Honda has built and sold millions of midsize cars in the U.S. for decades and has perfected the family sedan recipe with the Accord: comfortable interior, respectable fuel economy, affordable pricing and a full suite of safety gear.
Accord design has evolved with the times, notably to stand out in an expanding sea of crossovers and SUVs, more recently by embracing sportback styling.
The Accord, a mainstay of Honda's lineup and the midsize sedan market, is redesigned for 2023 with sportier handling, a more tech-forward cabin and a hybrid-dominated lineup.
The newest body has been stretched 2.8 inches, with front-to-back upper character lines along the side, and a longer hood. The fastback roofline remains but with cleaner lines.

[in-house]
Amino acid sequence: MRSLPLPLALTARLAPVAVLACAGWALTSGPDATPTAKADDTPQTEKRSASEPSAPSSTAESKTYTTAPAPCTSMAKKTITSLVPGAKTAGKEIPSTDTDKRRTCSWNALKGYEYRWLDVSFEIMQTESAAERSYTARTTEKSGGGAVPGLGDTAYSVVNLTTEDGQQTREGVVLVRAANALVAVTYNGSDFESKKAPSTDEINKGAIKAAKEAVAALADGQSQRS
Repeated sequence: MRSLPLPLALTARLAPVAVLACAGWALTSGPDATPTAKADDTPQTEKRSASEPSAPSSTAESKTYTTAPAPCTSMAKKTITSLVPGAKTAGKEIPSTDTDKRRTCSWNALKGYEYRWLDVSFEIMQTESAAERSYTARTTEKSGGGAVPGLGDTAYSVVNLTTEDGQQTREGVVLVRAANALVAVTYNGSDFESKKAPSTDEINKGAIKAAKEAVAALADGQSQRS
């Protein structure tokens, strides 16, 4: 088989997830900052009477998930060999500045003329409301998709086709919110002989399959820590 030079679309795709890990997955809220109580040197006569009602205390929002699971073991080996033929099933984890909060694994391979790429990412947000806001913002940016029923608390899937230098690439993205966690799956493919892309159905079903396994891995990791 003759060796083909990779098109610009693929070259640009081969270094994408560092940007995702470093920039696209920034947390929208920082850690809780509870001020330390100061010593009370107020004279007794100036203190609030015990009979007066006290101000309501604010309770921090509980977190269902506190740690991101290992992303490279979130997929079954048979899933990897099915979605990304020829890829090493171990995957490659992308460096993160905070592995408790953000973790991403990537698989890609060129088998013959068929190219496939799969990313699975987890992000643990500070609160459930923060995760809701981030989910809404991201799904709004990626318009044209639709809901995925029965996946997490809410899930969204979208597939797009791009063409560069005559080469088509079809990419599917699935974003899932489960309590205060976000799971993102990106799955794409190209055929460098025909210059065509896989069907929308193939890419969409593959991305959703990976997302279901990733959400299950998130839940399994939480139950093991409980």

The Accord is now available in six trims: LX, EX, Sport, EX-L, Sport-L and Touring — down from 10 on the outgoing model.
Honda's turbo 2.0-liter, inline four-cylinder engine, mated to a 10-speed automatic, has been discontinued. Base LX and EX models are powered by a turbocharged 1.5-liter, four-cylinder engine paired with a continuously variable transmission. The package delivers 192 hp and 192 pound-feet of torque. Honda says the carryover powertrain has been updated for enhanced fuel economy: 29 mpg in city driving, 37 mpg highway and 32 mpg combined.
But Honda is banking on hybrid powertrains to anchor the 11th-generation car's lineup, with four positioned at the top.
The Sport, EX-L, Sport-L and Touring trims come equipped with Honda's fourth-generation 2.0-liter, inline four-cylinder engine with two electric motors mounted side by side. The hybrid engine produces 209 hp and 247 pound-feet of torque. The hybrid system is more responsive and refined, especially at highway speeds, Honda says. The hybrid powertrain is also EPA-rated to achieve 44 mpg combined.
Journalists recently drove the Accord in Southern California, and we've rounded up some early reviews.